Because of some real-world shenanigans (a very welcome houseguest and a preliminary sprucing-up of the household), our next chapter of Railroad Train to Heaven will be postponed for a week. In its stead we present the following cautionary tale which originally appeared this past January in somewhat different form, and illustrated by Rhoda Penmarq, in New Tales of the Hotel St Crispian.
“The Man in the Dark Grey Overcoat”
by Horace P. Sternwall
(Originally published in Morbid Stories, January, 1950. Edited by Dan Leo, LL.D., Associate Professor of Post Post-Modern Literature, Olney Community College; editor of Pensées for a Rainy Day by Horace P. Sternwall; the Olney Community College Press.)
Jake knew you had to be careful what you said to guests. Some of these people just weren’t broad-minded, and some of them weren’t above squawking to the management or even to the cops. You had to size a guy up first before saying anything.
So take the big tall fat fellow in the dark grey overcoat and check muffler and dark brown fedora. He had a big red fat Irish mug on him, and what Jake figured, he figured he was an undertaker. And one thing Jake knew about undertakers, they always had the moolah, and plenty of it. On account of theirs was a profession that never had an off season. So as soon as they got up to his room Jake tossed the fat man’s suitcase on the bed, turned to him and said.
“I just want you to know, sir, if there’s anything like special you might need, you just let me know.”
“Special?” the fat man said.
“Yeah. Special. Like something off the menu.”
“Off the menu?”
“Yeah, you know, sir. Like say you wanted some, like, companionship.”
The fat man took off his scarf, and Jake saw the Roman collar around the man’s thick neck.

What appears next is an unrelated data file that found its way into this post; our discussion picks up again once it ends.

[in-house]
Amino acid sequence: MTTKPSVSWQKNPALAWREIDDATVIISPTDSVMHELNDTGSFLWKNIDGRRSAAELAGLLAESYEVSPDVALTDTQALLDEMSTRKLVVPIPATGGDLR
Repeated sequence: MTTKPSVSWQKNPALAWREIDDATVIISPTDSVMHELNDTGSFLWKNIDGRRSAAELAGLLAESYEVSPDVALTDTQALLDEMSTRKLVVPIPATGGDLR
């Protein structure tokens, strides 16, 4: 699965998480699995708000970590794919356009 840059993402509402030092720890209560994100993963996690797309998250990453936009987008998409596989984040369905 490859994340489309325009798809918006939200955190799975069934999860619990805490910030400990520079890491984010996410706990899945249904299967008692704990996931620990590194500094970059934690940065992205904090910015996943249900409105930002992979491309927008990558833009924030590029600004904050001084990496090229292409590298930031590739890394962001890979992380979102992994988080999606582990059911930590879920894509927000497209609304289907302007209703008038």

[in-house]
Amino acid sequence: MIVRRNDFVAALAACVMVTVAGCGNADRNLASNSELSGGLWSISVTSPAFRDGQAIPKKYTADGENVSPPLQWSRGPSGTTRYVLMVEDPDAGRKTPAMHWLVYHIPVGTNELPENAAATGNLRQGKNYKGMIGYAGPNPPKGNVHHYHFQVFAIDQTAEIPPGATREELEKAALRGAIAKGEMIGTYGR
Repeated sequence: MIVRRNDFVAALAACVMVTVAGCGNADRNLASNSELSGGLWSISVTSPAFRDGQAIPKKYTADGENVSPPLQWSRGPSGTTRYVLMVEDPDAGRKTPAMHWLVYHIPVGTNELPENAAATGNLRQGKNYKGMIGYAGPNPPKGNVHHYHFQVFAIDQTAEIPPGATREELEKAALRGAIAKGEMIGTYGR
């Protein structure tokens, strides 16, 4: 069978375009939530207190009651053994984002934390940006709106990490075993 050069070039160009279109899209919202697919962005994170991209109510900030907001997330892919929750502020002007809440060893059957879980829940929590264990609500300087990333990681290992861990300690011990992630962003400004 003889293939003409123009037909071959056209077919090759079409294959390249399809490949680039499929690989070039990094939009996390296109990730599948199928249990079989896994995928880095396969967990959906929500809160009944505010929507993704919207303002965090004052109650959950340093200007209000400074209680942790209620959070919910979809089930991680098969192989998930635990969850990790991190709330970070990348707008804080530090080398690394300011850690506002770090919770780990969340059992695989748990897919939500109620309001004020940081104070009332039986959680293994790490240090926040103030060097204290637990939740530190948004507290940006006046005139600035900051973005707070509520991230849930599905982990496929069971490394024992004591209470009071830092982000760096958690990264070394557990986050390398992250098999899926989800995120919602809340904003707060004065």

“Ah, gee, Father,” he said. “I didn’t know.”
“What didn’t you know?”
“That you was a priest.”
“Oh? And does that matter?”
The priest took off his hat and tossed it onto the dresser. He began to unbutton his overcoat.
“What’s your name, pal?”
“Are you Catholic, Jake?”
“I ain’t nothing, Father.”
“You ain’t nothing?”
“Nothing. You know what I think, Father?”
“What’s that, Jake?”
“I think we get one shot on this crazy merry-go-round. And it’s up to us we gonna be chumps or we gonna look out for number one. That’s my religion, Father. But, hey, that’s just me.”
The fat priest tossed his overcoat onto a chair and then reached into the the inner breast-pocket of his priest-jacket and brought out a pack of Old Golds.
Jake was right there with his trusty Zippo, and he gave the priest a light.
“You’re welcome, Father.”
Jake stood there. Priest or no priest, Jake still wasn’t going to leave the room before he got some kind of a tip, even if it was only two bits. It was matter of pride, really, professional pride.
“Do me a favor, Jake,” said the priest, after half a minute, “open up that suitcase on the bed there.”
“Sure thing, Father.”
Jake went over to the bed, clicked the clasps, and opened the lid.
“Lift that layer of shirts and underwear out and just lay them on the bed, will you, Jake?”
“Sure thing, Father,” said Jake, and he did as the priest asked him. Under the layer of underwear and shirts was what looked like a small black leather briefcase.
“That’s what we call the sacrament case,” said the priest.
“Oh,” said Jake. “No kidding.”
The priest looked at Jake, as if he were sizing him up for once and for all, then he reached into the outside breast pocket of his priest-suit jacket, and brought out a small key. He tossed it to Jake, and Jake caught it.
“Go ahead, open it up, Jake.”
“You want me to open up the sacrament case?”
“Yeah, go ahead. I think it will interest you to see its contents.”
Jake hesitated for a moment, then he thought, what’s the worst that could happen?
He turned, leaned down, unlocked the leather case, and then opened the lid.
“Oh my God,” he said. “Oh my God.”
He turned and looked at the priest.
“Oh my God,” he said, again.
The priest reached into his inside jacket pocket and brought out a pint flask.
“You a drinking man, Jake?”
(Illustrated by Rhoda Penmarq, for Penmarq Hi-Class Art Studios™, in association with Horace P. Sternwall Productions™. )